While many players will opt for a particular battle strategy, some will simply choose the best of the best and form a team around those particular Pokemon, and is one of the more common teams you are likely to come across. While they can be harder to play around due to the higher chance of rogue elements being implemented, most team picks will be standard in one way or another. The most common Pokemon you are likely to see is Intimidate Incineroar, taking the top spot once again after dominating competitive teams during the Sun & Moon era. Joining Incineroar from Alola is Tapu Fini, who also dominated Sun & Moon’s competitive scene thanks to its defensive prowess and Misty Surge protecting your team from status moves.
New to the “best of the best” strategy is Glastrier, which is not only one of the best Pokemon in Sword & Shield, but may have potentially changed how players view Ice-type Pokemon going forward. Alongside a ridiculous attack stat, great defense, and an ability that can quickly snowball out of control, there is very little reason to not use Spectrier on your team. Since both Landorus-T and Amoongus are now available to use, it should be no surprise that they are also found on most teams thanks to Landorus’s Intimidate ability and powerful stats alongside Amoongus‘ ability to be incredibly annoying with Rage Powder, Spore, and the Regenerator ability.
All-Out Attack Porygon-Z
Porygon-Z saw some competitive play in the Sun & Moon era thanks to Z-Conversion, which changed its type based on the first move in its moveset alongside giving Porygon-Z an omni-boost in the process. While this strategy is dead thanks to the lack of Z-Crystals in Sword & Shield, it hasn’t stopped Porygon-Z from being a legitimate offensive threat. While it may not have Z-Conversion, it does have the ability Adaptability, which increases the damage of the same type attack bonus from 1.5x to 2x. Paired with its great special attack stat, the Life Orb held item, and the HP increase that comes with the Dynamax mechanic, Porygon-Z can tear through teams with ease and is one of the few Pokemon that can effectively use Hyper Beam.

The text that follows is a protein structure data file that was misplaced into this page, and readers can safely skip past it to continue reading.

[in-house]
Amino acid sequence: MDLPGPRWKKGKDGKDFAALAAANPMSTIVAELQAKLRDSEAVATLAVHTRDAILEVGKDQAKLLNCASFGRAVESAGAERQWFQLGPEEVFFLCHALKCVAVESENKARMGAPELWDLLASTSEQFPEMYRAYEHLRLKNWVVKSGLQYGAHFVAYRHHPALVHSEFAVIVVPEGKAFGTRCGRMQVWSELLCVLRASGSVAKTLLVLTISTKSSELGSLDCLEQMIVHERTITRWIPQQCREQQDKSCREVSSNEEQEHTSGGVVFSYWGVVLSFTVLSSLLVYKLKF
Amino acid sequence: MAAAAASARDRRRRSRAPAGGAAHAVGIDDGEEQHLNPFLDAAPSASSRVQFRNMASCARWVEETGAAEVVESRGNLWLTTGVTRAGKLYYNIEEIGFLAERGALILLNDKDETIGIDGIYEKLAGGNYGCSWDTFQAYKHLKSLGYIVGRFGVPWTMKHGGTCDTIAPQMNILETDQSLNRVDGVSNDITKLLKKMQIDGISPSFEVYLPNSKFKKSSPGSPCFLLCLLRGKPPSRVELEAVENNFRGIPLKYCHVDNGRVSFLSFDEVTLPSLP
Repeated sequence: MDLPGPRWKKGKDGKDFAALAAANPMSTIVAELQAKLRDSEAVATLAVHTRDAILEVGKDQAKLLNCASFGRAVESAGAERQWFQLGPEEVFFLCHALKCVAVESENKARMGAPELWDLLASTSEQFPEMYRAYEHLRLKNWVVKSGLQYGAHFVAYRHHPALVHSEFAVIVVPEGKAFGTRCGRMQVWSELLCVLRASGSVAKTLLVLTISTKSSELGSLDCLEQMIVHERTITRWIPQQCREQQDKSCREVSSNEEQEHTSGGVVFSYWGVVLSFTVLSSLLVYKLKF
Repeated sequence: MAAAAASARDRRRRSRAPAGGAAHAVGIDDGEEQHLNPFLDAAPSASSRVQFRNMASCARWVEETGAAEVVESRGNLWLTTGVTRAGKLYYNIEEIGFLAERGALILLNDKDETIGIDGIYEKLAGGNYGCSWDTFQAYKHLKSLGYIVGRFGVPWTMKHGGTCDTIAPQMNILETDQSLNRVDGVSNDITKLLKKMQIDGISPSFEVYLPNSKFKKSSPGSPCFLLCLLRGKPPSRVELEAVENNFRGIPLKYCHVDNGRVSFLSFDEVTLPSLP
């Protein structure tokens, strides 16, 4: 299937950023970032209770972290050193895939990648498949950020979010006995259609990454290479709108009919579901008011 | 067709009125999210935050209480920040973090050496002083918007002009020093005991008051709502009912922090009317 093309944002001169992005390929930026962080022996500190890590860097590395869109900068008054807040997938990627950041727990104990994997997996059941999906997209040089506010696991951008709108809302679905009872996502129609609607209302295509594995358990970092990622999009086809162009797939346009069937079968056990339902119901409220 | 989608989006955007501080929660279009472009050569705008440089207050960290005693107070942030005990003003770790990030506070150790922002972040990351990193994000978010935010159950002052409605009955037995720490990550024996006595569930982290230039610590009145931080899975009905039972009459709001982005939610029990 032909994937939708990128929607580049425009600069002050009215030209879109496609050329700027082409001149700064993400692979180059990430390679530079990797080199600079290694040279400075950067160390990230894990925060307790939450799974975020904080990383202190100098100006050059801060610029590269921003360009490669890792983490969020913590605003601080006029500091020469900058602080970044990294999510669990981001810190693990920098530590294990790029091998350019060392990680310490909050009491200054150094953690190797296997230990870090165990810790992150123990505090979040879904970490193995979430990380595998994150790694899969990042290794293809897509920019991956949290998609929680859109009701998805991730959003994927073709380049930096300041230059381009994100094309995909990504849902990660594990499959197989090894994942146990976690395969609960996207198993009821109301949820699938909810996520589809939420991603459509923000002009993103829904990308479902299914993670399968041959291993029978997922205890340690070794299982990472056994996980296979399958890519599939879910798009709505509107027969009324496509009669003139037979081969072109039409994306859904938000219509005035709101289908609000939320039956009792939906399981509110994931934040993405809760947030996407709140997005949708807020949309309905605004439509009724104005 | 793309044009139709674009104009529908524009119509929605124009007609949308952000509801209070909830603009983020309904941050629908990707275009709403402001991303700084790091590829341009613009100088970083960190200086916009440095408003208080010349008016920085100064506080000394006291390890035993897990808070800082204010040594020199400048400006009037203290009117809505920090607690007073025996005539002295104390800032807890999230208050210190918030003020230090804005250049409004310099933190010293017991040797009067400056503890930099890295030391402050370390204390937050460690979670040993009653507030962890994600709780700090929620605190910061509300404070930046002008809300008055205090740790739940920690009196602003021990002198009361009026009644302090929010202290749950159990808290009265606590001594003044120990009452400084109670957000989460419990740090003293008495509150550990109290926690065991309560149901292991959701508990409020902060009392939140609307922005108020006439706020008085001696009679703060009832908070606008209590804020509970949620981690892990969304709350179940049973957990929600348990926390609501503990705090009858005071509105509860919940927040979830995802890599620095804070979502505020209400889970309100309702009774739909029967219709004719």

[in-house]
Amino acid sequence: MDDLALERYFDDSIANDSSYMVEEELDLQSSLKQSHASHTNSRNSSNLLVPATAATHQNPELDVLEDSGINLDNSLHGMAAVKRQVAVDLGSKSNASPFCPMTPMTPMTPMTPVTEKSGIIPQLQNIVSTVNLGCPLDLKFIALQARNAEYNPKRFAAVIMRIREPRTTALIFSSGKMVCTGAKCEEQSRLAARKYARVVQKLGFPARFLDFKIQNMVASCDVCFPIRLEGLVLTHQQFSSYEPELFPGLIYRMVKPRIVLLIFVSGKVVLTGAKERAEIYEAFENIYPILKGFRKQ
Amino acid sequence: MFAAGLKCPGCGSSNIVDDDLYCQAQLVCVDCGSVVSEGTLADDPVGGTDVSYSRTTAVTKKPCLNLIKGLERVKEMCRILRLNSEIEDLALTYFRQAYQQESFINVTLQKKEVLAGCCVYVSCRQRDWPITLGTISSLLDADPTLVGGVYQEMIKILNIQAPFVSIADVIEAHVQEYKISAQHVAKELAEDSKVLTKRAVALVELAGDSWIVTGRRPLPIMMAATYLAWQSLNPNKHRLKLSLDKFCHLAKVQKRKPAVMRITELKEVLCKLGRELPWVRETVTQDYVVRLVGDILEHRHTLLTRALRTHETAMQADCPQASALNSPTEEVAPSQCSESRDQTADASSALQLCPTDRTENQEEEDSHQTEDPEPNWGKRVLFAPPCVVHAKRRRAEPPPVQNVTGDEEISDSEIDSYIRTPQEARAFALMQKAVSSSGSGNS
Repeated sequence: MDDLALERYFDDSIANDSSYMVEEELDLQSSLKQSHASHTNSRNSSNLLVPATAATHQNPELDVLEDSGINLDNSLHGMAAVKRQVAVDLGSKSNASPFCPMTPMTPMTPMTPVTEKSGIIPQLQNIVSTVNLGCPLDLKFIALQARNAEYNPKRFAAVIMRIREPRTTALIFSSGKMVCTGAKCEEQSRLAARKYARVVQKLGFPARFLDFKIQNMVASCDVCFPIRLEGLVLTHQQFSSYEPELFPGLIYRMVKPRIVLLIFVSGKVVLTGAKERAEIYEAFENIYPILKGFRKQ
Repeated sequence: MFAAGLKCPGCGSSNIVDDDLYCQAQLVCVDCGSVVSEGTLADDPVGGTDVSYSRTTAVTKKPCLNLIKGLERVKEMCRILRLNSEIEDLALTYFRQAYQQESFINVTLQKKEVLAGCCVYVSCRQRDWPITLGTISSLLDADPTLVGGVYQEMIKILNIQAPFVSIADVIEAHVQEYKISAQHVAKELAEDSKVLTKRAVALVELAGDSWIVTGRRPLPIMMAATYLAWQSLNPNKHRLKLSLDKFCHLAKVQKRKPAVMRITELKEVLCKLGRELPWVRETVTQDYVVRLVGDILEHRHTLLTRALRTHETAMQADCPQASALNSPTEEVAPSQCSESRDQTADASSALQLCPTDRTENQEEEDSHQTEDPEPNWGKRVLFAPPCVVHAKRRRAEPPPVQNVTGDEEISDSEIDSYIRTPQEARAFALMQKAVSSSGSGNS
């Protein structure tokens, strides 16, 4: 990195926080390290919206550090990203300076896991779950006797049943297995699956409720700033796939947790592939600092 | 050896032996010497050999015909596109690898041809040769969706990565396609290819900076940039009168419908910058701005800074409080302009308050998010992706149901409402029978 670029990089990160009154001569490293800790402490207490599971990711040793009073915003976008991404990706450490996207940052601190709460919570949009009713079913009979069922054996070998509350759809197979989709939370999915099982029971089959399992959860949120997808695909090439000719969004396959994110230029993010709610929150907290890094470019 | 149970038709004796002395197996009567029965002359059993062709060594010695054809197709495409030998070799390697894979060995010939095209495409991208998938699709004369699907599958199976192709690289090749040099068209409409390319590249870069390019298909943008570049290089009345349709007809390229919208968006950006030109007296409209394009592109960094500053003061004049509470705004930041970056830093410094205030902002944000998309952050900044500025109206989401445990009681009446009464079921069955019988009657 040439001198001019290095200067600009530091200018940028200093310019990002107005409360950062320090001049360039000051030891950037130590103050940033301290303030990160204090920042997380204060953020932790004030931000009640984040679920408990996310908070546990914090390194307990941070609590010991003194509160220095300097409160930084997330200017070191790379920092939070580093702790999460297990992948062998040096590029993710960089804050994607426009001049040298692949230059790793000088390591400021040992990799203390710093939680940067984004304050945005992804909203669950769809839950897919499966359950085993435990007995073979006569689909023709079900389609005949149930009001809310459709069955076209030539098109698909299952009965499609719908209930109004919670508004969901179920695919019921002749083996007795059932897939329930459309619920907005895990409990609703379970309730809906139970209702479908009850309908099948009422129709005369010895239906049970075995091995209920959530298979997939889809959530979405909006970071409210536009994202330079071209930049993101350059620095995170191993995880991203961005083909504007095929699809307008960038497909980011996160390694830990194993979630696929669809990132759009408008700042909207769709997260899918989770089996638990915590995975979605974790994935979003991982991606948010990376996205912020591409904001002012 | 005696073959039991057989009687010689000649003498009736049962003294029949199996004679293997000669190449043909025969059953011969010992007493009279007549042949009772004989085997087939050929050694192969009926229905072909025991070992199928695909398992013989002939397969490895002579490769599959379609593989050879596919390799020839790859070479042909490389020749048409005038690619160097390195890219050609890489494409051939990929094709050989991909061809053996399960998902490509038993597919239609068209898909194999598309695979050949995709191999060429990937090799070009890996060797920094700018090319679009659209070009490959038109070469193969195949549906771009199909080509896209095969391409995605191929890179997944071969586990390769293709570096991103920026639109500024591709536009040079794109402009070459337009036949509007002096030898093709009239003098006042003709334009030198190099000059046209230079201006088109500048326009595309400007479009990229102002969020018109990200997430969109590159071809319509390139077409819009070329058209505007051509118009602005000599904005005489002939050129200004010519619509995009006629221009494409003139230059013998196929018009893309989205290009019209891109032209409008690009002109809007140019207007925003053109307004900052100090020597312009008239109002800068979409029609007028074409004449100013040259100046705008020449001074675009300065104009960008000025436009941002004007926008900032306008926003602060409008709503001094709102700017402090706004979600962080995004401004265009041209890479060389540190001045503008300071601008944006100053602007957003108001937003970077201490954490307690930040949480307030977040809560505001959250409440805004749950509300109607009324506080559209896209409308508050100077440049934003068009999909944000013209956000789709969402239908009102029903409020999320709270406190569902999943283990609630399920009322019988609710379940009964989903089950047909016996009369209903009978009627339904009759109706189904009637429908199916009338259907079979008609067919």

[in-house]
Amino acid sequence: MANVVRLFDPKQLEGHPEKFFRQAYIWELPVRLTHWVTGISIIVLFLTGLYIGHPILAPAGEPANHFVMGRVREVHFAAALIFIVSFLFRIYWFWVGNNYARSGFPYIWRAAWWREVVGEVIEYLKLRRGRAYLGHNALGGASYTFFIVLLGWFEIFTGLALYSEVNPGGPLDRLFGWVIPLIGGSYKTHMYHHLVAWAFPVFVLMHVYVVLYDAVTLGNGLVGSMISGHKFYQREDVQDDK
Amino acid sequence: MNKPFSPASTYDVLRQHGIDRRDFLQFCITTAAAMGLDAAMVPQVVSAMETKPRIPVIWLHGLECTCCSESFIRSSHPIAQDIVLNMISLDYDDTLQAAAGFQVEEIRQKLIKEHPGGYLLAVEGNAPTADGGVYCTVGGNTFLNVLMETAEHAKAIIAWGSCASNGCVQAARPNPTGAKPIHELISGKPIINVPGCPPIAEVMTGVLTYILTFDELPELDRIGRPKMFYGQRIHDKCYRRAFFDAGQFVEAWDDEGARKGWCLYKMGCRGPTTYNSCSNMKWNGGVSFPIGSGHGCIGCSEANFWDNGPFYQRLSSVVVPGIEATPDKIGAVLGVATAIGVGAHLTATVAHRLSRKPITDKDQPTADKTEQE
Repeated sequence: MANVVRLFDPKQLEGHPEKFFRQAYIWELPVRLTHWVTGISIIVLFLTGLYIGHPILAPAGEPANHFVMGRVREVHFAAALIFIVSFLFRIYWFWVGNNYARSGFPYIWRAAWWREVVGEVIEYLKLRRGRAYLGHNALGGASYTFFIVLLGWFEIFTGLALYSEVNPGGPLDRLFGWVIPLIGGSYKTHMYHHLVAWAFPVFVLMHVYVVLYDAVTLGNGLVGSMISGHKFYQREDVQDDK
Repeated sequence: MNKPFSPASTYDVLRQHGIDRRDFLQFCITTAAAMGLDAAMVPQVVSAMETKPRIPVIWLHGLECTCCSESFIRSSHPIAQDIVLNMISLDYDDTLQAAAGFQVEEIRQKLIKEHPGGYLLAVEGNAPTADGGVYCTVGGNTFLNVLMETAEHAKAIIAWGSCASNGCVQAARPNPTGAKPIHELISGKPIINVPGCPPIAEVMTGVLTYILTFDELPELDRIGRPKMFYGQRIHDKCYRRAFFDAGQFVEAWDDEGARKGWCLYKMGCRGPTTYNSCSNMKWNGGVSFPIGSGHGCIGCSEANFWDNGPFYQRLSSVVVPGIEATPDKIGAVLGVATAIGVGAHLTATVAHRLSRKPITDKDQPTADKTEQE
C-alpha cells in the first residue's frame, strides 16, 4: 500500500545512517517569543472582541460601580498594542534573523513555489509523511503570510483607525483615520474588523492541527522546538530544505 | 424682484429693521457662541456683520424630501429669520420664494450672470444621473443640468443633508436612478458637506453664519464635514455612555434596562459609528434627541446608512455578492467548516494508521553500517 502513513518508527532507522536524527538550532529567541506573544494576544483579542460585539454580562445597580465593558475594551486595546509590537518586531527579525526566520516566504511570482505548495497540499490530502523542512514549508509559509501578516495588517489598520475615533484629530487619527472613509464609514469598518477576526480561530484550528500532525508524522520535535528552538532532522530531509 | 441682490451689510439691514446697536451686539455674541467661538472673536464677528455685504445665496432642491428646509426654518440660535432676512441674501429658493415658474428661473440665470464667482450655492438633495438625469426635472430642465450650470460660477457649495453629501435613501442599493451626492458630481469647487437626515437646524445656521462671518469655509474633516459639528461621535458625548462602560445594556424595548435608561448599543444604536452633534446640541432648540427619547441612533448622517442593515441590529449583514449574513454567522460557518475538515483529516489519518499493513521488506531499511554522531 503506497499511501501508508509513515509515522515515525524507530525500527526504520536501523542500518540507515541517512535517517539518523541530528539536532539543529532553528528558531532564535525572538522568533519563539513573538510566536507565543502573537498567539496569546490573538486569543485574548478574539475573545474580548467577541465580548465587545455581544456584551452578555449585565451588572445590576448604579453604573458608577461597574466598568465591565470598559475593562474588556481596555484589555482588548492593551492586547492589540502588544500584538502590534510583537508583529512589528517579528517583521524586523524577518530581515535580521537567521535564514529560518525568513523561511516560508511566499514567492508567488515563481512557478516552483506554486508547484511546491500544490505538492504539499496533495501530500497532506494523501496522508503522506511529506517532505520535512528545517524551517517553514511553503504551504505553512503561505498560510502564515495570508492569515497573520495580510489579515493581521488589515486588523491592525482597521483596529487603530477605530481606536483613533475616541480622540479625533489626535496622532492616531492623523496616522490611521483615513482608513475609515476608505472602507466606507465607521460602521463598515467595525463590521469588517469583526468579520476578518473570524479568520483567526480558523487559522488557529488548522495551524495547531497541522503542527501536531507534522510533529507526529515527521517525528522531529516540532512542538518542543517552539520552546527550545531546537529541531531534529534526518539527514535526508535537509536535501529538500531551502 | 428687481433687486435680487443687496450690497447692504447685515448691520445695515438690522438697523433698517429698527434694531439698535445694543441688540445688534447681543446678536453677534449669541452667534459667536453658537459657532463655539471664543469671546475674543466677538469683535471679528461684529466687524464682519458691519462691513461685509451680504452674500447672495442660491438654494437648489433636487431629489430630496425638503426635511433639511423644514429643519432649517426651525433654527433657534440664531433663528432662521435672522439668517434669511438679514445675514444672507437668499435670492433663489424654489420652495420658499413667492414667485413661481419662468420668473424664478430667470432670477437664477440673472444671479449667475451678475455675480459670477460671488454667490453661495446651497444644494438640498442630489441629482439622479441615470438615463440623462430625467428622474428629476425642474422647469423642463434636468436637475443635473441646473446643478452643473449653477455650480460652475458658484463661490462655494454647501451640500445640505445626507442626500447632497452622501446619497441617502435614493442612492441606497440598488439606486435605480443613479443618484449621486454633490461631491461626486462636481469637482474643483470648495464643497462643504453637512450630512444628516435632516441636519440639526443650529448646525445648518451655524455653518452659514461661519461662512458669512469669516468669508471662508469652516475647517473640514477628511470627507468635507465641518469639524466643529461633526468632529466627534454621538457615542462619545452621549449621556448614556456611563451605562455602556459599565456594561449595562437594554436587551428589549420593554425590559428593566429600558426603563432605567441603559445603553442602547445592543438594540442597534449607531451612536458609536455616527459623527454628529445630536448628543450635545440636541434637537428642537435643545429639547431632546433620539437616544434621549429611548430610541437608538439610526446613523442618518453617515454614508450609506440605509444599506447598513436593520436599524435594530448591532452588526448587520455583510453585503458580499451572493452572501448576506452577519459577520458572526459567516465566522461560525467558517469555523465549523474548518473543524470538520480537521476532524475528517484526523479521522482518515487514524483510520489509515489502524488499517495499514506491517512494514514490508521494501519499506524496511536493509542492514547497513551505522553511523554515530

While it can deal a lot of damage, focusing only on Normal-type attacks means that it has a few weak spots, which is where Porygon-Z’s teammates come in. Common allies include power attackers like Talonflame, Single-Strike Urshifu, and Dracovish, which counter Porygon-Z’s weakness to Ghost, Steel, and Rock-type Pokemon as well as cover its Fighting-type weakness. Other supporting Pokemon like Clefairy and Amoongus are also common, with both covering its Fighting-type weakness as well as providing redirection support in Follow Me and Rage Power.
While Trick Room is one of the more common means of speed control in Pokemon, it isn’t the only way to get ahead in battle. By using Prankster Pokemon like Whimsicott, Thundurus, and Grimmsnarl, which can use Tailwind and Thunder Wave respectively, you can ensure that your team is always going first in battle and able to knock out your opponent’s team before they get a chance to do the same to you. In order to get the most out of your speed control, common team members include Libero Cinderace and Spectrier, which are some of the fastest Pokemon in Sword & Shield, Regieleki, which is the fastest Pokemon in the series, and Dracovish. While most Dracovish use the Choice Scarf held item to help ensure Fishious Rend deals increased damage, combined with Tailwind, there is little that can outpace the fossil Pokemon and ensures that it is not only always going first, but always dealing a ridiculous amount of damage in the process.
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Callum Archer is a freelance writer based in Perth, Western Australia. He is an avid gamer, Nintendo fanboy, and lover of weird sci-fi novels, who also dabbles in manga from time to time, usually dark and twisted work like Uzumaki and Death Note.